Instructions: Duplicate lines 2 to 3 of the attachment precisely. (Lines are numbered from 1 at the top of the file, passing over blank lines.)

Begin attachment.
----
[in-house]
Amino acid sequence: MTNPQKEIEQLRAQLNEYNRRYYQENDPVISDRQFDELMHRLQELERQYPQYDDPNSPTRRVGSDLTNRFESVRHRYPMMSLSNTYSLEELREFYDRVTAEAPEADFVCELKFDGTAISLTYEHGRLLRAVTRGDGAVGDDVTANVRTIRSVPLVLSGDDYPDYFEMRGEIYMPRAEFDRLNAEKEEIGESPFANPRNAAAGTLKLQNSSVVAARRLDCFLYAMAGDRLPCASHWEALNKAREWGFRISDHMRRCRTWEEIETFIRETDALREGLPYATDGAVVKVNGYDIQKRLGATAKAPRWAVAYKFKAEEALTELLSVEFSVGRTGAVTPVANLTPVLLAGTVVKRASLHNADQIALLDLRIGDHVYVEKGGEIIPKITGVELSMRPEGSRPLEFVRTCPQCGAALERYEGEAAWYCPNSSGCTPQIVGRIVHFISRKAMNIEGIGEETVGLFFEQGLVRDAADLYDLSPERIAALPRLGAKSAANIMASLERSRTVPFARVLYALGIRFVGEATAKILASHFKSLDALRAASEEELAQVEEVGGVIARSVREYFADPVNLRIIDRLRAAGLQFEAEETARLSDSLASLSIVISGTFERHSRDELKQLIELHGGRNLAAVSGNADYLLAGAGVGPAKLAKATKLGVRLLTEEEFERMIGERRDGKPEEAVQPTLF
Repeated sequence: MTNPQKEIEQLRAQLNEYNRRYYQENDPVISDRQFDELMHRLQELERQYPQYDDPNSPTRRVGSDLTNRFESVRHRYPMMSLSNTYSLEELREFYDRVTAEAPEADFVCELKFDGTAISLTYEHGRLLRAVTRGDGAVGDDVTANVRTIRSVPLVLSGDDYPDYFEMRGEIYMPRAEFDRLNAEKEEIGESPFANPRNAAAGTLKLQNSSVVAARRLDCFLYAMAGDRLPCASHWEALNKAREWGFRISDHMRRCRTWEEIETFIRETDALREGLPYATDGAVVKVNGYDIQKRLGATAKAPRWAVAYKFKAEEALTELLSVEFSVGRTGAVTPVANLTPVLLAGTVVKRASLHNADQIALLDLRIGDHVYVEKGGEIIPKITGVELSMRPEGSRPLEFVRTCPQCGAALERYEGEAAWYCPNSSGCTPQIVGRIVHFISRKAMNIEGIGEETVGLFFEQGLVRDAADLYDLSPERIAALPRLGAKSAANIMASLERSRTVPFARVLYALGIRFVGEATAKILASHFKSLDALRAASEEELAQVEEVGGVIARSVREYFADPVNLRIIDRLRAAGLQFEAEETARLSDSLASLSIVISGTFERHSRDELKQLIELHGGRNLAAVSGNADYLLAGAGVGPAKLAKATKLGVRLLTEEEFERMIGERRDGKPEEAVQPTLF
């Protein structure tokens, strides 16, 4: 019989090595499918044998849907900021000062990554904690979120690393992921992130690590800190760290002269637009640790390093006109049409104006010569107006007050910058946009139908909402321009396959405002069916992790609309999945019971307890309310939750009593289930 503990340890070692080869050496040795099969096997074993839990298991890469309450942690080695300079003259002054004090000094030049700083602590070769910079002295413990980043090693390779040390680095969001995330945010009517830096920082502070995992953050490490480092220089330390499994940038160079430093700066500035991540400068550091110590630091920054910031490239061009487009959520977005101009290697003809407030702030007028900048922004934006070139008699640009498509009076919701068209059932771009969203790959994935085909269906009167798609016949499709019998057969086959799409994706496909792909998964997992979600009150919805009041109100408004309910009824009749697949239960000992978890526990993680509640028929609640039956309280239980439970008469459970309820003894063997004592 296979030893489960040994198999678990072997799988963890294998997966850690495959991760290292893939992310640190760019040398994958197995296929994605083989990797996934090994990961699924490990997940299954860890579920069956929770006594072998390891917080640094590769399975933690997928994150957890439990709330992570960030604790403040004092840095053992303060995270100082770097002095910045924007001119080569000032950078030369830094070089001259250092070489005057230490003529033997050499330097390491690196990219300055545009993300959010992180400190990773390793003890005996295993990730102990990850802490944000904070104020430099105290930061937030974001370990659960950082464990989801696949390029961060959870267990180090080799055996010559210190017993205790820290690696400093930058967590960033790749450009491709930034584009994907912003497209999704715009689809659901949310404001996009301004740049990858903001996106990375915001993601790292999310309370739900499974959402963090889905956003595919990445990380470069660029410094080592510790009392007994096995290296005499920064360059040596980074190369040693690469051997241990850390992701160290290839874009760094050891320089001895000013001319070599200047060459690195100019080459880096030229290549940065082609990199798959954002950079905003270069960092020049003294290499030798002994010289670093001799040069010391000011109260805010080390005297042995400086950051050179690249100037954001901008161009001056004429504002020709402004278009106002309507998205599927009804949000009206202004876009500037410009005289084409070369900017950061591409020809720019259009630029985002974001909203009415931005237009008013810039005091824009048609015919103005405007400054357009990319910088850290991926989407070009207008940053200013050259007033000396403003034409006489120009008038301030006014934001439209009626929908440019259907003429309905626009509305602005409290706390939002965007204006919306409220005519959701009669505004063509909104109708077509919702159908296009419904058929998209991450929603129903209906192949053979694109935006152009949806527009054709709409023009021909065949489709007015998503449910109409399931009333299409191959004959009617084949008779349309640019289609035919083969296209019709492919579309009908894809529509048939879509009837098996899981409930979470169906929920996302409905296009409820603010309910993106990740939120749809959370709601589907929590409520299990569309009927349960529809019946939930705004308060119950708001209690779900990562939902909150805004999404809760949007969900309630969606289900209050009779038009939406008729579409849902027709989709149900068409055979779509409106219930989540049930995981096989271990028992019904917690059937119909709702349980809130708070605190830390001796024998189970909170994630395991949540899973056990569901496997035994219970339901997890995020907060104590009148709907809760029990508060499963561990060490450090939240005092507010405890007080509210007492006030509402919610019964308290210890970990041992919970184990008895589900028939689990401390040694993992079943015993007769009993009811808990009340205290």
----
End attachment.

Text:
Amino acid sequence: MTNPQKEIEQLRAQLNEYNRRYYQENDPVISDRQFDELMHRLQELERQYPQYDDPNSPTRRVGSDLTNRFESVRHRYPMMSLSNTYSLEELREFYDRVTAEAPEADFVCELKFDGTAISLTYEHGRLLRAVTRGDGAVGDDVTANVRTIRSVPLVLSGDDYPDYFEMRGEIYMPRAEFDRLNAEKEEIGESPFANPRNAAAGTLKLQNSSVVAARRLDCFLYAMAGDRLPCASHWEALNKAREWGFRISDHMRRCRTWEEIETFIRETDALREGLPYATDGAVVKVNGYDIQKRLGATAKAPRWAVAYKFKAEEALTELLSVEFSVGRTGAVTPVANLTPVLLAGTVVKRASLHNADQIALLDLRIGDHVYVEKGGEIIPKITGVELSMRPEGSRPLEFVRTCPQCGAALERYEGEAAWYCPNSSGCTPQIVGRIVHFISRKAMNIEGIGEETVGLFFEQGLVRDAADLYDLSPERIAALPRLGAKSAANIMASLERSRTVPFARVLYALGIRFVGEATAKILASHFKSLDALRAASEEELAQVEEVGGVIARSVREYFADPVNLRIIDRLRAAGLQFEAEETARLSDSLASLSIVISGTFERHSRDELKQLIELHGGRNLAAVSGNADYLLAGAGVGPAKLAKATKLGVRLLTEEEFERMIGERRDGKPEEAVQPTLF
Repeated sequence: MTNPQKEIEQLRAQLNEYNRRYYQENDPVISDRQFDELMHRLQELERQYPQYDDPNSPTRRVGSDLTNRFESVRHRYPMMSLSNTYSLEELREFYDRVTAEAPEADFVCELKFDGTAISLTYEHGRLLRAVTRGDGAVGDDVTANVRTIRSVPLVLSGDDYPDYFEMRGEIYMPRAEFDRLNAEKEEIGESPFANPRNAAAGTLKLQNSSVVAARRLDCFLYAMAGDRLPCASHWEALNKAREWGFRISDHMRRCRTWEEIETFIRETDALREGLPYATDGAVVKVNGYDIQKRLGATAKAPRWAVAYKFKAEEALTELLSVEFSVGRTGAVTPVANLTPVLLAGTVVKRASLHNADQIALLDLRIGDHVYVEKGGEIIPKITGVELSMRPEGSRPLEFVRTCPQCGAALERYEGEAAWYCPNSSGCTPQIVGRIVHFISRKAMNIEGIGEETVGLFFEQGLVRDAADLYDLSPERIAALPRLGAKSAANIMASLERSRTVPFARVLYALGIRFVGEATAKILASHFKSLDALRAASEEELAQVEEVGGVIARSVREYFADPVNLRIIDRLRAAGLQFEAEETARLSDSLASLSIVISGTFERHSRDELKQLIELHGGRNLAAVSGNADYLLAGAGVGPAKLAKATKLGVRLLTEEEFERMIGERRDGKPEEAVQPTLF